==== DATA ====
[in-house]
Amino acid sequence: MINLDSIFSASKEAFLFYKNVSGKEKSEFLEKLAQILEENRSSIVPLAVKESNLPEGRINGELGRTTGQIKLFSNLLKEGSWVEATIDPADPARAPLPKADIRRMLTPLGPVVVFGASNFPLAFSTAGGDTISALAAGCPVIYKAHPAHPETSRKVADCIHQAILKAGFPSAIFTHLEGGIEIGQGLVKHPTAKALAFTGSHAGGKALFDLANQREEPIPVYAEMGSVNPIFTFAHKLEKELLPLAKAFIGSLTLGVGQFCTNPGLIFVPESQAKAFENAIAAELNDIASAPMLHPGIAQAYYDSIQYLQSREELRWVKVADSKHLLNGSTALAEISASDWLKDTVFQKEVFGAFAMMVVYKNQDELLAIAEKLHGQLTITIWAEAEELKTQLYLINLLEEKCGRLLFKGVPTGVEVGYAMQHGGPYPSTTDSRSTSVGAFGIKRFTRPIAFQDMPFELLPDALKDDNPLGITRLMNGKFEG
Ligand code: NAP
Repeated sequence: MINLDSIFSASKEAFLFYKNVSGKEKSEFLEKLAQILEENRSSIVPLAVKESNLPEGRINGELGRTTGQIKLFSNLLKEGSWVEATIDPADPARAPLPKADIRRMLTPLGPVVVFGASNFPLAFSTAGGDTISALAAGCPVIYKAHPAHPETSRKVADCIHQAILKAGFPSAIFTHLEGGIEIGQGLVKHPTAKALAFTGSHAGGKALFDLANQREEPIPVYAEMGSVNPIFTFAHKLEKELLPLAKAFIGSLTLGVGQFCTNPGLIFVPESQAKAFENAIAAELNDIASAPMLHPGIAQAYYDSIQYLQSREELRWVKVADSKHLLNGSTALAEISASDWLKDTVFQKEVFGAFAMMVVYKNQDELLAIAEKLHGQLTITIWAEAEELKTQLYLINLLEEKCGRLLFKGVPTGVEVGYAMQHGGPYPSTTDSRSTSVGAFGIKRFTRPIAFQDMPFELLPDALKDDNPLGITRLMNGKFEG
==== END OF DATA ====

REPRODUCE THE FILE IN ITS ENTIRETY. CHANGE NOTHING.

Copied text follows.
[in-house]
Amino acid sequence: MINLDSIFSASKEAFLFYKNVSGKEKSEFLEKLAQILEENRSSIVPLAVKESNLPEGRINGELGRTTGQIKLFSNLLKEGSWVEATIDPADPARAPLPKADIRRMLTPLGPVVVFGASNFPLAFSTAGGDTISALAAGCPVIYKAHPAHPETSRKVADCIHQAILKAGFPSAIFTHLEGGIEIGQGLVKHPTAKALAFTGSHAGGKALFDLANQREEPIPVYAEMGSVNPIFTFAHKLEKELLPLAKAFIGSLTLGVGQFCTNPGLIFVPESQAKAFENAIAAELNDIASAPMLHPGIAQAYYDSIQYLQSREELRWVKVADSKHLLNGSTALAEISASDWLKDTVFQKEVFGAFAMMVVYKNQDELLAIAEKLHGQLTITIWAEAEELKTQLYLINLLEEKCGRLLFKGVPTGVEVGYAMQHGGPYPSTTDSRSTSVGAFGIKRFTRPIAFQDMPFELLPDALKDDNPLGITRLMNGKFEG
Ligand code: NAP
Repeated sequence: MINLDSIFSASKEAFLFYKNVSGKEKSEFLEKLAQILEENRSSIVPLAVKESNLPEGRINGELGRTTGQIKLFSNLLKEGSWVEATIDPADPARAPLPKADIRRMLTPLGPVVVFGASNFPLAFSTAGGDTISALAAGCPVIYKAHPAHPETSRKVADCIHQAILKAGFPSAIFTHLEGGIEIGQGLVKHPTAKALAFTGSHAGGKALFDLANQREEPIPVYAEMGSVNPIFTFAHKLEKELLPLAKAFIGSLTLGVGQFCTNPGLIFVPESQAKAFENAIAAELNDIASAPMLHPGIAQAYYDSIQYLQSREELRWVKVADSKHLLNGSTALAEISASDWLKDTVFQKEVFGAFAMMVVYKNQDELLAIAEKLHGQLTITIWAEAEELKTQLYLINLLEEKCGRLLFKGVPTGVEVGYAMQHGGPYPSTTDSRSTSVGAFGIKRFTRPIAFQDMPFELLPDALKDDNPLGITRLMNGKFEG